“Open the windows, put away your pipes. Hide your tobacco. Hurry up,” Rutherford would puff. “Macdonald is coming round.”

“Macdonald is a millionaire who lives on £250 a year so he reckons a professor should live on £500,” Rutherford wryly wrote his fiancee. “However £500 is not so bad and as the physical lab is the best of its kind in the world I cannot complain.”

Strangely enough, while the “world’s best lab” contributed to Rutherford’s first prominence in Montreal, he came into the public eye through a lawsuit rather than a scientific discovery.

During Rutherford’s first year at McGill the Montreal tramway company was sued by irate householders, who claimed vibrations from a new-fangled electric dynamo were shaking their homes to pieces. Rutherford got the tram company off the hook for a $250 fee.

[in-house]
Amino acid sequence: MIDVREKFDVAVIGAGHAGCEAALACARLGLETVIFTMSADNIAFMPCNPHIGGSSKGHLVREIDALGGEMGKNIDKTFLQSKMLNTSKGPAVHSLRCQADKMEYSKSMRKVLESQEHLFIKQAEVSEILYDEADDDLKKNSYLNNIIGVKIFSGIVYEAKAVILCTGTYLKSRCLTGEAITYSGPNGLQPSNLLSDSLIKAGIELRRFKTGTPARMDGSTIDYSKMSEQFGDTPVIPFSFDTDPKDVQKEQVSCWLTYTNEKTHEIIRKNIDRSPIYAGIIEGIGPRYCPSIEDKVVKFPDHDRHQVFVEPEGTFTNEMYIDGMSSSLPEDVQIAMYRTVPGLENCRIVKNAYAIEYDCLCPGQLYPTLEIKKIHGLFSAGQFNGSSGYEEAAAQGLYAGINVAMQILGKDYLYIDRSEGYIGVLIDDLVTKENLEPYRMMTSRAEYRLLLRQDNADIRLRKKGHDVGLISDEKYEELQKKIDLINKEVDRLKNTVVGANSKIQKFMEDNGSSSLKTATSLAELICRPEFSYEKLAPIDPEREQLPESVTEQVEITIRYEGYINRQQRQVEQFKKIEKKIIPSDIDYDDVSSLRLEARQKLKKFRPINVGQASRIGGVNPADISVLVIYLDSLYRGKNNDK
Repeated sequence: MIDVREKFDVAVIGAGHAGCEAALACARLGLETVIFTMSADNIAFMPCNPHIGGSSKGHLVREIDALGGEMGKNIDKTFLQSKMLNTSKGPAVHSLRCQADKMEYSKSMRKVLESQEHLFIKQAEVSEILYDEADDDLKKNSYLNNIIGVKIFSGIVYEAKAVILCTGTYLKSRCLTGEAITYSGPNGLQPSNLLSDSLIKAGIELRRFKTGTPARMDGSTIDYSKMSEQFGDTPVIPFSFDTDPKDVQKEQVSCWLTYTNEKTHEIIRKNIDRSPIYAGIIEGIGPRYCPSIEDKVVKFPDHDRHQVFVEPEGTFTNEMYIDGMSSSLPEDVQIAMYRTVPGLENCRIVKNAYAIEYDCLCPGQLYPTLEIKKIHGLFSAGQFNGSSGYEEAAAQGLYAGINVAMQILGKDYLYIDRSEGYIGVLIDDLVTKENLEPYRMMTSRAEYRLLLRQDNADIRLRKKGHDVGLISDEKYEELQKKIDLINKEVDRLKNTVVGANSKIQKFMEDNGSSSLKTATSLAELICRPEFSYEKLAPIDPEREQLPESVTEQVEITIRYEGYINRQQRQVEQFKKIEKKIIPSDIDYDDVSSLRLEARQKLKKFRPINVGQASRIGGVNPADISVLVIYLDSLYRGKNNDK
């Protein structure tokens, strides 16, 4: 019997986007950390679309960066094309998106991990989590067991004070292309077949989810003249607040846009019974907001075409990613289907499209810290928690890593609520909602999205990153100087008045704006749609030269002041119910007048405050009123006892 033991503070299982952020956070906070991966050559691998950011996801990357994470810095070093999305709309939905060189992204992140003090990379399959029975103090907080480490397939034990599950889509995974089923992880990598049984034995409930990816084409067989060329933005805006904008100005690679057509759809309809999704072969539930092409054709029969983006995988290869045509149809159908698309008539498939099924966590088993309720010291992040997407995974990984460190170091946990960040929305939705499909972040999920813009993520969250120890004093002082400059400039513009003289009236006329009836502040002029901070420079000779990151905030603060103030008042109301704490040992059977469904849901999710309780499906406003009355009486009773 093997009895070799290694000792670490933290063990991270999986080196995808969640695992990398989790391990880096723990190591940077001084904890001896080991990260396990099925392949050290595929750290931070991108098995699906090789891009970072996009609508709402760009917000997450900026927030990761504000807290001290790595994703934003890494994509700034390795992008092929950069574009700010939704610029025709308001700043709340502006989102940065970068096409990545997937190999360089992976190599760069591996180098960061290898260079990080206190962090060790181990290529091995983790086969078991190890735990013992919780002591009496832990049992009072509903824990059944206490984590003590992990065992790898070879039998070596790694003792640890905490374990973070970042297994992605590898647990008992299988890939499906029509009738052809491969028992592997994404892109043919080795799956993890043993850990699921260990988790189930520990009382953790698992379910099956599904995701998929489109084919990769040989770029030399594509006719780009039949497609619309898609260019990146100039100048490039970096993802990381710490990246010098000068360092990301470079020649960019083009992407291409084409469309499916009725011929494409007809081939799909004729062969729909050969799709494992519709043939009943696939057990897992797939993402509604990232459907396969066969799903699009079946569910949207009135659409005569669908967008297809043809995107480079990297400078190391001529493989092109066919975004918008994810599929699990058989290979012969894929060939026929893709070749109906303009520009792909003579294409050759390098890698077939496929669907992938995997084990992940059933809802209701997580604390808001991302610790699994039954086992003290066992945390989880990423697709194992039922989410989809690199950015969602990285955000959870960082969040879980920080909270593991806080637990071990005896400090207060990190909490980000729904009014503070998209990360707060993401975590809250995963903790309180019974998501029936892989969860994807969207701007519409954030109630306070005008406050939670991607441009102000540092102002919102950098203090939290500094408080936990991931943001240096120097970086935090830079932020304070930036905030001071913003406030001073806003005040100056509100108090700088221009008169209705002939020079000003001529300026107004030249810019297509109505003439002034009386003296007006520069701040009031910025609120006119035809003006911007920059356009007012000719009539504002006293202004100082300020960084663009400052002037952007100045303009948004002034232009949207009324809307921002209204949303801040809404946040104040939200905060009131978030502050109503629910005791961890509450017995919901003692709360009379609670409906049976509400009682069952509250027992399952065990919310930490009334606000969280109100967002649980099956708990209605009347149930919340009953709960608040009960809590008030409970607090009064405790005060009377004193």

He built a seismograph—“far more sensitive than an earthquake recorder”—and installed it near the tram company’s powerhouse. He linked the instrument to a pen recorder-—prototype of today s weather and industrial recording devices. Daily Rutherford collected the vibration records and fitted new sheets to the instrument. Duly presented in court, these records proved the vibrations were harmlessly small.

Montreal newspapers recorded this obvious display of scientific achievement. It was far more convincing of Rutherford's genius than an\thing he might be doing with atomic radiation.

By digging deeper the local papers would have found one of the continued on page 30

How Ernest Rutherford launched the atomic age continued from page 25